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Economic Opportunity Act Celebrates 45th Anniversary

By Todd Lare
SCCAP Executive Director

This Act, the start of President Lyndon Johnson’s War on Poverty, was signed into law 45 years ago on Aug. 20, 1964. It aimed to allow the most prosperous country in the world’s history to achieve its full economic and social potential by giving every individual the opportunity to contribute to the full extent of his or her potential.

“For so long as man has lived on this earth, poverty has been his curse,” Johnson said upon passage of this law. “On every continent in every age, men have sought escape from poverty’s oppression. Today for the first time in all history of the human race, a great nation is able to make and is willing to make a commitment to eradicate poverty among its people.”

The Act made it the country’s official policy “to eliminate poverty in the midst of plenty in this Nation by opening to everyone the opportunity for education and training, the opportunity for work, and the opportunity to live in decency and dignity.”

Bold and optimistic, the Economic Opportunity Act was never funded and implemented at a level necessary to achieve its ultimate goal of eliminating poverty. But it did create 11 new federal programs that have helped change the lives of countless numbers of people. These programs include some of the most important anti-poverty programs still operating today.

For instance, because of this Act, more than 200 children in Monroe County attend preschool every year at the South Central Community Action Program’s Head Start centers. This helps these children develop the skills they’ll need to succeed in the critical early years of school and helps their parents to gain employment and education.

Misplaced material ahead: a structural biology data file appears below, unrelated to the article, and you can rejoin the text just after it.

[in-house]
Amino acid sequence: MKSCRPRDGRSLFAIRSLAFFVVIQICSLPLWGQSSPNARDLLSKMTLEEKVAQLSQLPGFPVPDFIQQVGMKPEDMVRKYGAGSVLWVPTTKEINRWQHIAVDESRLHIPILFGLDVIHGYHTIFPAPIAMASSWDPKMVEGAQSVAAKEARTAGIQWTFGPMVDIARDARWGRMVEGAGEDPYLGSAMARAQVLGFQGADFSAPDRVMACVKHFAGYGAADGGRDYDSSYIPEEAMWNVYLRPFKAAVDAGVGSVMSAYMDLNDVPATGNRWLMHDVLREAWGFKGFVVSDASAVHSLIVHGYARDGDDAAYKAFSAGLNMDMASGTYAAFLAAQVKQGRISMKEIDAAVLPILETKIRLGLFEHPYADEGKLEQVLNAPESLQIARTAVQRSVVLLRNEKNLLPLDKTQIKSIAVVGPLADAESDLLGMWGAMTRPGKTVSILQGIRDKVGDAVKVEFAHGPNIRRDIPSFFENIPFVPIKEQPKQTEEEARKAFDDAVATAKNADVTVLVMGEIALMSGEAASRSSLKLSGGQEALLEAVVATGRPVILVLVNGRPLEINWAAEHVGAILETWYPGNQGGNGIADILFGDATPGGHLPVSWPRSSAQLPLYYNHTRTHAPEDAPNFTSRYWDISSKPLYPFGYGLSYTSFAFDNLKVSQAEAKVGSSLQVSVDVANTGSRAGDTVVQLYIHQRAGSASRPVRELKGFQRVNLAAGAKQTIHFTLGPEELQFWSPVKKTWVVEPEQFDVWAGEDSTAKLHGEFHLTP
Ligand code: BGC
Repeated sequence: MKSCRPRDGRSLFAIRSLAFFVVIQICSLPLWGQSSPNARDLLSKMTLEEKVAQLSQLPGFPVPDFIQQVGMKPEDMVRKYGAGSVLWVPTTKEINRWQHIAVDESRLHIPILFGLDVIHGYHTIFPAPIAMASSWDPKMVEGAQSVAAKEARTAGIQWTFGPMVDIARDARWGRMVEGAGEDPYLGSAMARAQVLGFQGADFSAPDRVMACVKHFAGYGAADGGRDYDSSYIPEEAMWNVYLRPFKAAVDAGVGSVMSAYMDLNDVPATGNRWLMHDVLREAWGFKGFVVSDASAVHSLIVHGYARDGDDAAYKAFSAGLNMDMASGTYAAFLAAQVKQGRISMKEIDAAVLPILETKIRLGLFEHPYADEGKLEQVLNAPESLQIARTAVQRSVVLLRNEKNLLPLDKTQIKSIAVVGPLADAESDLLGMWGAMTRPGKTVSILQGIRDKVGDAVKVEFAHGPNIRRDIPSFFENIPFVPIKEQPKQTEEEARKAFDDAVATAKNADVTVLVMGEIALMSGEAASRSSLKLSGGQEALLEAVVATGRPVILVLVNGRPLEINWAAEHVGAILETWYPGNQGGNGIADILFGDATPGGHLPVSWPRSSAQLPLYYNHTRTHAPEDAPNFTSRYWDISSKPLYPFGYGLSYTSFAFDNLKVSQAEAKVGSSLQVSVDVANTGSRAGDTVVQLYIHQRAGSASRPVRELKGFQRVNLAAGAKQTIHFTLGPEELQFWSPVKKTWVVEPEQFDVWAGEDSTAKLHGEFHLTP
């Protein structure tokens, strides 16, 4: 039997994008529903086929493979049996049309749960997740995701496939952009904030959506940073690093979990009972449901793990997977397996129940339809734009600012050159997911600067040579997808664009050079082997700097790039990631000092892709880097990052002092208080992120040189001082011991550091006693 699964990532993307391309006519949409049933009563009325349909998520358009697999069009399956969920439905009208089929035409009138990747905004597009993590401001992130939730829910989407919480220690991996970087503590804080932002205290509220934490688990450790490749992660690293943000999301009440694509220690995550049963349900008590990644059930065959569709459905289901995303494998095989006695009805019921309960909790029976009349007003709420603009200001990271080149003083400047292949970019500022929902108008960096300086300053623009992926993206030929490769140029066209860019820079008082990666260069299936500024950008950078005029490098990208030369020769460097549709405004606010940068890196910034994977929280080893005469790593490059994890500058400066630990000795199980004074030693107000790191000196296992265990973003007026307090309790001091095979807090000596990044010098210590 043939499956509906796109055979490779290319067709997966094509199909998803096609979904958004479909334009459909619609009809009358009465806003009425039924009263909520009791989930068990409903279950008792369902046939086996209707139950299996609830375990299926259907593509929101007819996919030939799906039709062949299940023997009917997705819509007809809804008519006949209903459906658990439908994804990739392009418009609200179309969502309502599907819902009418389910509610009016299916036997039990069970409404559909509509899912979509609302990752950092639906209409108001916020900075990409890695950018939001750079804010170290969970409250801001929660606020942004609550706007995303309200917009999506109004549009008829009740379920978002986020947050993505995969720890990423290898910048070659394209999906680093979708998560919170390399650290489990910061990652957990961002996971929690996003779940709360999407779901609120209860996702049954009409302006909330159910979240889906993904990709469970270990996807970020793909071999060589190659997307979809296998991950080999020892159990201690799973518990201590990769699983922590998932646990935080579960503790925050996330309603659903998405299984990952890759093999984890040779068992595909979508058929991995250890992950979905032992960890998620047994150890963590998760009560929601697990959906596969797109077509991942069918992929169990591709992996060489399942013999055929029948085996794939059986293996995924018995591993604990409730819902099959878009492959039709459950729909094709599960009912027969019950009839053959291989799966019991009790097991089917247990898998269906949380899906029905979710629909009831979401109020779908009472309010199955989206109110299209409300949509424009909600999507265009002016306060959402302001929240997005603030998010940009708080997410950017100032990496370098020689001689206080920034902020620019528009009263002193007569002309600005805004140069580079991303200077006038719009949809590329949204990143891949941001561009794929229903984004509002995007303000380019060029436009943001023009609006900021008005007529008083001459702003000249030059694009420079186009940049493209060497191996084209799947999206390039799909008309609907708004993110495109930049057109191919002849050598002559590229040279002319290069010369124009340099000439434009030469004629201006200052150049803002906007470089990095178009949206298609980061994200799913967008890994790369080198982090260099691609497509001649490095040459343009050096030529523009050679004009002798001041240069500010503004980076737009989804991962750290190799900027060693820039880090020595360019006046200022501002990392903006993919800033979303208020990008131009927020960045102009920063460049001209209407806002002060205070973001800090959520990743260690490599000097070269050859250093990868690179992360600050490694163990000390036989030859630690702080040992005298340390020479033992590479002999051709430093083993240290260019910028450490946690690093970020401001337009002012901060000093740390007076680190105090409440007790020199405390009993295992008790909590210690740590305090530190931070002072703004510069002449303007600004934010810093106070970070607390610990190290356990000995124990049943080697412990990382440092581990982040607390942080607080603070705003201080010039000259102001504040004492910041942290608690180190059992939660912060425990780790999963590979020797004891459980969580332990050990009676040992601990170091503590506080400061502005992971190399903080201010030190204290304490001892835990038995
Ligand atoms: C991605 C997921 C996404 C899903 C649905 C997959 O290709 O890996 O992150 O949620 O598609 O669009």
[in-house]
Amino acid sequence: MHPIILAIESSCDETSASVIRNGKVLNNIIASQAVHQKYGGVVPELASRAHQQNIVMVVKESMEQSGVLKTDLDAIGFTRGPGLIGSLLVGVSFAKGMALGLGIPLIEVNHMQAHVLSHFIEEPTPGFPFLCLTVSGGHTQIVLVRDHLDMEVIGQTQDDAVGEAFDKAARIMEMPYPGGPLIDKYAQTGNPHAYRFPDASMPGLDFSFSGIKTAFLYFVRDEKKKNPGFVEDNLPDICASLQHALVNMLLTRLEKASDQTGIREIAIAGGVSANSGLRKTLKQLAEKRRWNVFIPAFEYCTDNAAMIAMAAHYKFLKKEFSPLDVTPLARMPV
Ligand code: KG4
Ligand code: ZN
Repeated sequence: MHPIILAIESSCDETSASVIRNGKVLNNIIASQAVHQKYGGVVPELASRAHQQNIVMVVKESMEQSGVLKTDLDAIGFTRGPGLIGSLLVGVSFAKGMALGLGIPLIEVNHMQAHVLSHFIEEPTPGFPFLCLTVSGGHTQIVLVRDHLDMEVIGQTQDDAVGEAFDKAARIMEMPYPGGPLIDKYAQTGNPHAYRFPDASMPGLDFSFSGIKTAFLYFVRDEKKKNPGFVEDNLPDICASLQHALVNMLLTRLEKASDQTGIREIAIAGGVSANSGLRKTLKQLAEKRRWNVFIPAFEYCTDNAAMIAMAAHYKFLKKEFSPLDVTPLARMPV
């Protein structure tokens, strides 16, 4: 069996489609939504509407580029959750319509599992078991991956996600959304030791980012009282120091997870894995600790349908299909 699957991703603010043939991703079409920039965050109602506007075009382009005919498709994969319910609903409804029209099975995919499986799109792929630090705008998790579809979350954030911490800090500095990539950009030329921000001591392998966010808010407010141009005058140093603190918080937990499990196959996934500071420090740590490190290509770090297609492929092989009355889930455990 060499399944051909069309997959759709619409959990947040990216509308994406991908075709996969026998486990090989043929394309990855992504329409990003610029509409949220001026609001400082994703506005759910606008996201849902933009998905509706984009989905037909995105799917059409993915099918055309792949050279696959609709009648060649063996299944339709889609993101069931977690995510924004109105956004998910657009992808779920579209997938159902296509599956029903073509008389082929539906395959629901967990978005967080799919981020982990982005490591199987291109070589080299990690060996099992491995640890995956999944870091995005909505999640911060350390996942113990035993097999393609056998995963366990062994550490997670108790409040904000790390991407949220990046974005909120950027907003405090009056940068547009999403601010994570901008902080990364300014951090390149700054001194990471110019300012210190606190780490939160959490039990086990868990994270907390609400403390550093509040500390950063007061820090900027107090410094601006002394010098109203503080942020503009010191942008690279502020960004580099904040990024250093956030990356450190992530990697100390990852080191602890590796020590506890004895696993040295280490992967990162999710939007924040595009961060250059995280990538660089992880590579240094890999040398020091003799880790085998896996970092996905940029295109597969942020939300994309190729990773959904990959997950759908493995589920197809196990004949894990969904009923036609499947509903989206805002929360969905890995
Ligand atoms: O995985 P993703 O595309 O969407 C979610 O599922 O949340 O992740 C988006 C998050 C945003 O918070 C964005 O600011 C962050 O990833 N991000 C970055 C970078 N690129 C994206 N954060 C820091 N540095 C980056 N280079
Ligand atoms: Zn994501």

Likewise, for more than 40 years, students from low-income families have received help in attending Indiana University and other colleges and universities through the Work Study program created by this Act.

In addition, the Act created Adult Basic Education, offered locally by the Monroe County Community School Corp., which helps more than 800 adults per year to improve their reading skills, get their GED or learn English as a second language.

And the Act created Community Action Programs that provide broad-based services to promote self-sufficiency among low-income individuals and families. The South Central Community Action Program serves more than 11,000 people per year in Brown, Monroe, Morgan and Owen counties.

On Thursday, Aug. 20, the community is invited to attend a celebration to recognize the local contributions of the Economic Opportunity Act of 1964. This event will be held at 1 p.m. at Monroe County United Ministries, the site of the first of Johnson’s War on Poverty programs in Bloomington.

Monroe County United Ministries, which will celebrate its 70th Birthday with an ice cream social and open house on Sept. 27, was called the Christian Center back in early 1965 when its board of directors and staff coordinated the community’s efforts to create Monroe County’s Community Action Program.

The leaders of that effort will be recognized at the Aug. 20 event, including Christian Center board president Florence Nebergall, who still lives in Bloomington, and director Marvin Jones, who passed away this summer in his hometown of Lexington, Ky. after a life defined by his commitment to community service.

Today, the War on Poverty isn’t over, but to the credit of all its soldiers over the past 45 years, we’re still standing and fighting for our communities.

“We are fully aware that this program will not eliminate poverty in America in a few months or a few years,” Johnson said in 1964. “Poverty is deeply rooted and its causes are many. But this program will show the way to new opportunities for millions of our fellow citizens.”